Mr. Nanz: “It remains to be seen. As I said, you know, according to the indictment, about 30,000 investors and $8.5 billion in assets; those are the representations by Stanford. So the investigation will bear out whatever the true numbers are .”

Mr. Schiff: What was Stanford and his co-conspirators doing and how did they rip-off the unknowing victims?

Mr. Nanz: “They made numerous representations to investors, as alleged in the indictment, through in-person meetings and also through their brochures, prospectuses, other mailings they mail out to investors, representing certain returns on their assets. And according to the indictment, in fact, there were misstatements made in the books and records of the company, as well as basically fraudulent transactions whereby property was transferred back and forth between Stanford personally, and his various corporate alter-egos to create the illusion of successful real estate transactions as well as personal loans made to Stanford that were undisclosed to investors .”

Mr. Schiff: How serious are these types of crimes as we reach mid-2009?

Mr. Nanz: “They’re very serious. Not only do these types of crimes harm the specific investors, but arguably it harms overall market confidence. We’ve seen all sorts of investors withdraw their investments; ask for redemptions due to the economic decline. And where you have these schemes being publicized and we’re identifying new ones on a weekly basis, certainly hurts market confidence, but certainly for the individual investors, some of these people have lost their live savings.”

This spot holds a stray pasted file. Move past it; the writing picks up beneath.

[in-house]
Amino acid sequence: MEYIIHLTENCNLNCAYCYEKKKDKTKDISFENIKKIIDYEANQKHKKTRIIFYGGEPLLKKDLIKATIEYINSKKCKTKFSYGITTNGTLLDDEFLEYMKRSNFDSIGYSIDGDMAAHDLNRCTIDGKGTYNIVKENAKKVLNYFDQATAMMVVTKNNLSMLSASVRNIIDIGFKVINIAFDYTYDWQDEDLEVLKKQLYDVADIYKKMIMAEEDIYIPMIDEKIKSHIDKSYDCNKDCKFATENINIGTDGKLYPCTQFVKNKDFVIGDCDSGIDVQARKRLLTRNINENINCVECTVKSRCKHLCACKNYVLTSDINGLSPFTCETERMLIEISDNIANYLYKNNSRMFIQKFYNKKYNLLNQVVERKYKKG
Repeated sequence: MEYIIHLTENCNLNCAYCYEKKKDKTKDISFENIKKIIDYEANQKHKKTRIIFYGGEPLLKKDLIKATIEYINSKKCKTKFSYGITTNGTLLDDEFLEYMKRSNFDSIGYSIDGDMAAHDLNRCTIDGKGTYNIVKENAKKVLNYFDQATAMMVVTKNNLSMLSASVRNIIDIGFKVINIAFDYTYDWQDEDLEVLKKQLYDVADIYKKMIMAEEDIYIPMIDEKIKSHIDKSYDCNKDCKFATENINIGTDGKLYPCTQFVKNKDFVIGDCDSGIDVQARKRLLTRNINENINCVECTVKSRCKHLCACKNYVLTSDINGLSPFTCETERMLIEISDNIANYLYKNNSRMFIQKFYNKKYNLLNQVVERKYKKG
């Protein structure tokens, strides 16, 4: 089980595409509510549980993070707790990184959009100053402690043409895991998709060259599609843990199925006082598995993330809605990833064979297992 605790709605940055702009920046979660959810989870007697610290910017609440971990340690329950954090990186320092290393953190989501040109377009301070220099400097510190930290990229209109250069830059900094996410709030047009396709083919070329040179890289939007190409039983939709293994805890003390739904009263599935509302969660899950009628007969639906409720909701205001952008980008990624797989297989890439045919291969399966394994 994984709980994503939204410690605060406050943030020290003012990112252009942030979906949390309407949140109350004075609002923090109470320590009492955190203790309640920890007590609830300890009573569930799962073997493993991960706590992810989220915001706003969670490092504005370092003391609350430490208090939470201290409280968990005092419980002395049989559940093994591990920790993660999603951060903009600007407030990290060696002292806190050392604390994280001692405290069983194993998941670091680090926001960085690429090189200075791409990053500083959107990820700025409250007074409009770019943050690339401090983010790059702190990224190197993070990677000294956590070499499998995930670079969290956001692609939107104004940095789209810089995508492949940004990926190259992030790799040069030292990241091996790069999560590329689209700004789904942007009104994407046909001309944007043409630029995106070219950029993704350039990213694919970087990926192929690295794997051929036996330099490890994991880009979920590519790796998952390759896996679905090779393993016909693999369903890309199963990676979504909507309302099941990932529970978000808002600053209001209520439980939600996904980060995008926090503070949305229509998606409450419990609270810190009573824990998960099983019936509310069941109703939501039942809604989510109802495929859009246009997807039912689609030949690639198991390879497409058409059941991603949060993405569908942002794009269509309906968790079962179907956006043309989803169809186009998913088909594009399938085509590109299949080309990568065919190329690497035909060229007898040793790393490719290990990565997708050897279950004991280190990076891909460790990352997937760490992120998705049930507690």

Mr. Schiff: Now the FBI, SEC, IRS, are taking these types of illegal activities very seriously and have many investigations going on.

Mr. Nanz: “Oh yes. The FBI right now, currently, has hundreds of open cases involving corporate and securities fraud. We take it very seriously. It is a priority within the FBI. A lot of these financial crimes investigations have effect on our financial markets and we take it very, very seriously, and when allegations come in the door, or we identify corruption in these areas by different means, the FBI is very aggressive in investigating these .”

Mr. Schiff: What tips can the FBI offer people so they do not become victims of the various types of financial frauds that are out there?

Mr. Nanz: “It’s very important for investors to do their due diligence. All too often, unfortunately, we see victims of these crimes who have invested a large sum of money without really understanding what their investment is. So, as part of the due diligence process, number one, you should understand what the investment is. If the person you are investing the money with can’t explain to you exactly how the investment works, that’s a big red flag. Unless you understand what you’re investing in, don’t invest. Secondly, make sure you obtain and carefully read all written material, whether it be a prospectus or any other documents, from the person offering the investment, so that you fully understand what you’re getting into. And also, diversification is very, very important. We see in a lot of cases where people have invested their entire life savings with a particular individual; and if that individual turns out to be bad, then they’ve lost their entire life savings. So, it comes down to due diligence. Fully understand. Do your homework; fully understand what the investment is; what the background is of the person offering the investment, so that you’re making a wise choice.”

Mr. Schiff: Learn much more about economic crimes on the Internet at www.fbi.gov. That concludes our show. Thanks for listening. I’m Neal Schiff of the FBI’s Office of Public Affairs.